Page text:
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Publication numberUS20060229089 A1
Publication typeApplication
Application numberUS 11/102,134
Publication dateOct 12, 2006
Filing dateApr 7, 2005
Priority dateApr 7, 2005
Also published asCN101176284A, EP1867075A1, WO2006110453A1
Publication number102134, 11102134, US 2006/0229089 A1, US 2006/229089 A1, US 20060229089 A1, US 20060229089A1, US 2006229089 A1, US 2006229089A1, US-A1-20060229089, US-A1-2006229089, US2006/0229089A1, US2006/229089A1, US20060229089 A1, US20060229089A1, US2006229089 A1, US2006229089A1
InventorsYeliz Tokgoz, Mingxi Fan, John Smee, Jilei Hou
Original AssigneeYeliz Tokgoz, Mingxi Fan, Smee John E, Jilei Hou
Export CitationBiBTeX, EndNote, RefMan
External Links: USPTO, USPTO Assignment, Espacenet
Method and apparatus for interference control in wireless communication systems
US 20060229089 A1
Abstract
Embodiments disclosed herein relate to providing effective interference control in a wireless communication system. In one embodiment, a method for determining an interference level in a wireless communication system is described, including: determining a rise-over-thermal (RoT) metric based on an RoT received at each receiver antenna of an access network, the RoT relating to a ratio of a total energy to a thermal energy received at each receiver antenna; determining an interference-reduction factor (ρ) in relation to an interference energy reduced from the total energy received at each receiver antenna; and determining an effective rise-over-thermal (RoTeff) based on the RoT metric and the interference-reduction factor, the RoTeff relating to the interference level in the wireless communication system. The method may further include comparing the RoTeff with a threshold and relating the result of the comparison (e.g., the sector loading status) to each access terminal in communication with the access network.
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Claims(46)
1. An apparatus adapted for wire communications, comprising:
a processor configured to:
determine a rise-over-thermal (RoT) metric based on a rise-over-thermal received at each receiver antenna of an access network, the rise-over-thermal relating to a ratio of a total energy to a thermal energy received at each receiver antenna;
determine an interference-reduction factor in relation to an interference energy reduced from the total energy received at each receiver antenna; and
determine an effective rise-over-thermal (RoTeff) based on the rise-over-thermal metric and the interference-reduction factor, the effective rise-over-thermal relating to an interference level in a wireless communication system.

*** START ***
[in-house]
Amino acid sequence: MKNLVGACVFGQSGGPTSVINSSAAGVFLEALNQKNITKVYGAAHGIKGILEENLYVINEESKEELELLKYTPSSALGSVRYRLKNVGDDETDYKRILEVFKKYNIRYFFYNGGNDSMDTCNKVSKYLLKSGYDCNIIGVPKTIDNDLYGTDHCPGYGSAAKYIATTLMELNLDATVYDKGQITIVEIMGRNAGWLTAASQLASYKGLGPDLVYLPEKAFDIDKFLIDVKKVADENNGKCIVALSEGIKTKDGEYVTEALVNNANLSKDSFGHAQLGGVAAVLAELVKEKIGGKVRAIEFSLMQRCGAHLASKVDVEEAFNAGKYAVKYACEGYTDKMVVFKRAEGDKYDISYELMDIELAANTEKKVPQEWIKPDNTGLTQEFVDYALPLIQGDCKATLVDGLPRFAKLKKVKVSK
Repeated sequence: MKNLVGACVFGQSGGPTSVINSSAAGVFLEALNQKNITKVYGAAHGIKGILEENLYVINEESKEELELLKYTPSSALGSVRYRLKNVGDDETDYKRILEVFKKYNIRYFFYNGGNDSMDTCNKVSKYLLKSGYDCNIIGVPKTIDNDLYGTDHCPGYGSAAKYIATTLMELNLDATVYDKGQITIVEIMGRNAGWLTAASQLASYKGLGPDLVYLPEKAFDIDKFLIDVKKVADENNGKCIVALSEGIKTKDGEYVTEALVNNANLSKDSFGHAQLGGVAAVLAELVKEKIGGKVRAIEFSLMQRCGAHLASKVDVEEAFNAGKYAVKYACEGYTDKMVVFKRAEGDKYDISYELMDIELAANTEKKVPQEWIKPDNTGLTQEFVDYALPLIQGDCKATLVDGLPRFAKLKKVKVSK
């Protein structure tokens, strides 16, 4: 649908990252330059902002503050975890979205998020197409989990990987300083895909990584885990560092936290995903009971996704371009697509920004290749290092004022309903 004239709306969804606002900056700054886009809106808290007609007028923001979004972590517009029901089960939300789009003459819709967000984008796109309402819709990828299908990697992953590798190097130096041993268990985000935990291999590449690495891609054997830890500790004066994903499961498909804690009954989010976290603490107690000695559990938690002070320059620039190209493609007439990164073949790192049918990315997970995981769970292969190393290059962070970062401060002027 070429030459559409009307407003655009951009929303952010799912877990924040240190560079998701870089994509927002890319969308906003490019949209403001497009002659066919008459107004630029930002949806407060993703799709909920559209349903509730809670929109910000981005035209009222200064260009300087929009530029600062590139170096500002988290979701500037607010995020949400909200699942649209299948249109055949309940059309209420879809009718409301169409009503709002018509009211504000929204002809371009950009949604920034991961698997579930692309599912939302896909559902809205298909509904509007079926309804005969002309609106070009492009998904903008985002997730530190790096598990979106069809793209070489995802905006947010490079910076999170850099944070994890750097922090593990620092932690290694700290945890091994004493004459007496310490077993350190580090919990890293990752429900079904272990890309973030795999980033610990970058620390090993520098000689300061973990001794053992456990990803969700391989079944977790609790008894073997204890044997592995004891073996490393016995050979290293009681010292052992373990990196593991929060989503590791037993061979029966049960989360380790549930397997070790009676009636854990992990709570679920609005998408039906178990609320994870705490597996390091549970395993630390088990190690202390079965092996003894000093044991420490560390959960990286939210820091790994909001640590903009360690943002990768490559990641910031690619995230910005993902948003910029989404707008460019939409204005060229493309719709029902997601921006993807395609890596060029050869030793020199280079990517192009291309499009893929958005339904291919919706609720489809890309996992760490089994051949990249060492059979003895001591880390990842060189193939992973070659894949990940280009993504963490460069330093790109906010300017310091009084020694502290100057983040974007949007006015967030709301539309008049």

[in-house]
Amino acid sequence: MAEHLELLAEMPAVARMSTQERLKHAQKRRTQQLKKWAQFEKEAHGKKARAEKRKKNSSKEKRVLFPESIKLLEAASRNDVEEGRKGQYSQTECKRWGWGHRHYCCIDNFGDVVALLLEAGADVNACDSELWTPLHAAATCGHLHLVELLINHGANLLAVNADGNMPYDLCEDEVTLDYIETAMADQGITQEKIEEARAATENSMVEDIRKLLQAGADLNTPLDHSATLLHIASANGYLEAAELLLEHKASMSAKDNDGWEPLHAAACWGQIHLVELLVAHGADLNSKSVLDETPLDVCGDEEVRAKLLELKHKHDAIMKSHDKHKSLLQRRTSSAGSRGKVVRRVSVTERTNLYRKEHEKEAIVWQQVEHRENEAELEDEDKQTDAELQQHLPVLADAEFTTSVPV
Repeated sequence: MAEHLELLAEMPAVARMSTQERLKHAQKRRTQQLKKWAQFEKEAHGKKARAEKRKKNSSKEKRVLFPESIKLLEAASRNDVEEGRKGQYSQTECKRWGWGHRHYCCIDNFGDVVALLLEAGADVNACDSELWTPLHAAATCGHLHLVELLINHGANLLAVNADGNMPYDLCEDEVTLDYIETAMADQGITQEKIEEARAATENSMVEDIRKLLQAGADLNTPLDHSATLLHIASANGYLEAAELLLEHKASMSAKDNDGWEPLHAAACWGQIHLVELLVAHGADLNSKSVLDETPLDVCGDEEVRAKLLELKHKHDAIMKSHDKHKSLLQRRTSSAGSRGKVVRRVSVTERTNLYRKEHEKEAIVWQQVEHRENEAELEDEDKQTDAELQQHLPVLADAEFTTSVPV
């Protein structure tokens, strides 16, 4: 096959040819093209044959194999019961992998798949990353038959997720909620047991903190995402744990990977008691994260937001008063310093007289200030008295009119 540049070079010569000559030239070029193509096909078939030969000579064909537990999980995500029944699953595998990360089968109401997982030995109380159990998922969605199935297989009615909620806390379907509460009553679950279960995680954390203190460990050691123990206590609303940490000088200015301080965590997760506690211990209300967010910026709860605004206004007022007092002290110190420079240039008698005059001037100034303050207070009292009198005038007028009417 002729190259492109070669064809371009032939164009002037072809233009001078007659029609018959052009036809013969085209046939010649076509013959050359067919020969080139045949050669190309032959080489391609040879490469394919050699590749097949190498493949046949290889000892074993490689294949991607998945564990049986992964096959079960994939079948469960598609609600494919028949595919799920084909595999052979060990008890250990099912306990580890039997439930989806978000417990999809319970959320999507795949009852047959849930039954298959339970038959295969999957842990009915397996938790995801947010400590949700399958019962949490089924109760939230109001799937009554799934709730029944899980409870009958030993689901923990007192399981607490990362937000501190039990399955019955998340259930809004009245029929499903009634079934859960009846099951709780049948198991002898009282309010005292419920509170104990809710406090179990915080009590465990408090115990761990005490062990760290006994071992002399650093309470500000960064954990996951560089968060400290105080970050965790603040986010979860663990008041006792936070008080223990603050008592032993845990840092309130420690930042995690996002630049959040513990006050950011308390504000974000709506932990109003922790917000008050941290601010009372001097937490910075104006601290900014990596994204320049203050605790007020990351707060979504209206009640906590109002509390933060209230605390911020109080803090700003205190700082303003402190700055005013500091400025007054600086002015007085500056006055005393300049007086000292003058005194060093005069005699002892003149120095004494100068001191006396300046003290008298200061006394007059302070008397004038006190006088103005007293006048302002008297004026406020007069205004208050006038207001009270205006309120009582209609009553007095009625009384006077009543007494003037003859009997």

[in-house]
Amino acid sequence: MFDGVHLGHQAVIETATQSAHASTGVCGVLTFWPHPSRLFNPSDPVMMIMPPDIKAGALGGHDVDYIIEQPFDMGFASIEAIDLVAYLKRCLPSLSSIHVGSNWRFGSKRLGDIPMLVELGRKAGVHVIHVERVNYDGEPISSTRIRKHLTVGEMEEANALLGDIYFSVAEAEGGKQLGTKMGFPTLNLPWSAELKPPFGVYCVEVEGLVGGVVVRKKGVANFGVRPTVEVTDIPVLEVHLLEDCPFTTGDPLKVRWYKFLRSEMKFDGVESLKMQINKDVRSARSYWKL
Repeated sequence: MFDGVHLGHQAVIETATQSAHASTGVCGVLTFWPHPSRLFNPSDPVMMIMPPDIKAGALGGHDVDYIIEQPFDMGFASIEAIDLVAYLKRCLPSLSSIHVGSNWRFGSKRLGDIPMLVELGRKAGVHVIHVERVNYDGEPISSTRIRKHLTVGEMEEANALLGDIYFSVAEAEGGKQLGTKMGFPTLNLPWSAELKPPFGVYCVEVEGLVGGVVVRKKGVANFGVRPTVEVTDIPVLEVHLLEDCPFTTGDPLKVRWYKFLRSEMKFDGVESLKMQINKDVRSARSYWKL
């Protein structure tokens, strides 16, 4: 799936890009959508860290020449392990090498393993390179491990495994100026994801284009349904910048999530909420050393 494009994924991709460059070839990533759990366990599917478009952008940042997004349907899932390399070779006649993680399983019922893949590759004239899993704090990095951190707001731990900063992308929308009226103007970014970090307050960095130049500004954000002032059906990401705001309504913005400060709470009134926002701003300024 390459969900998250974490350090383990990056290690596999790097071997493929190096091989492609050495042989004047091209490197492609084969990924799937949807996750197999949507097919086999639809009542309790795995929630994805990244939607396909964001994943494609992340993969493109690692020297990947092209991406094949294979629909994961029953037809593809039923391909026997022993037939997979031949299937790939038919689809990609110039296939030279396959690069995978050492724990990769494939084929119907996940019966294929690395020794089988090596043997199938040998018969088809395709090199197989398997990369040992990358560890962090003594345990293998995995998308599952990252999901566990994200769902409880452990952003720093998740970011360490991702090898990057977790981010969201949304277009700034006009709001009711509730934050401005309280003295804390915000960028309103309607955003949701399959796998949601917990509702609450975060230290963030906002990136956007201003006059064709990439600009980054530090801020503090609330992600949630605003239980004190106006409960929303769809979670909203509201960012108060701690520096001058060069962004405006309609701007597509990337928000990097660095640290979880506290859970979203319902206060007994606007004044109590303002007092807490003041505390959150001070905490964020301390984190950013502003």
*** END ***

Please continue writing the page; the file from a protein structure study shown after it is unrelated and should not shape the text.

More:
2. The apparatus of claim 1, wherein the processor is further configured to compare the effective rise-over-thermal with a first threshold.
3. The apparatus of claim 2, wherein the processor is further configured to relate a result of the comparison to each access terminal in communication with the access network.
4. The apparatus of claim 3, wherein the relating includes setting a corresponding status for a reverse activity bit (RAB) to be transmitted to each access terminal.
5. The apparatus of claim 2, wherein the processor is further configured to determine a loading status associated with the wireless communication system, based on the result of the comparison.
6. The apparatus of claim 2, wherein the processor is further configured to compare a maximum rise-over-thermal received at a particular receiver antenna of the access network with a second threshold, if the effective rise-over-thermal is less than the first threshold, and to relate a result of the comparison to each access terminal in communication with the access network.
7. The apparatus of claim 6, wherein the relating includes setting a corresponding status for a reverse activity bit to be transmitted to each access terminal.
8. The apparatus of claim 1, wherein the effective rise-over-thermal is proportional to a product of the interference-reduction factor and the rise-over-thermal metric.
9. The apparatus of claim 1, wherein the interference-reduction factor is determined based on a sequence of pre-interference-reduction sample measurements and a sequence of post-interference-reduction sample measurements in accordance with a predetermined scheme.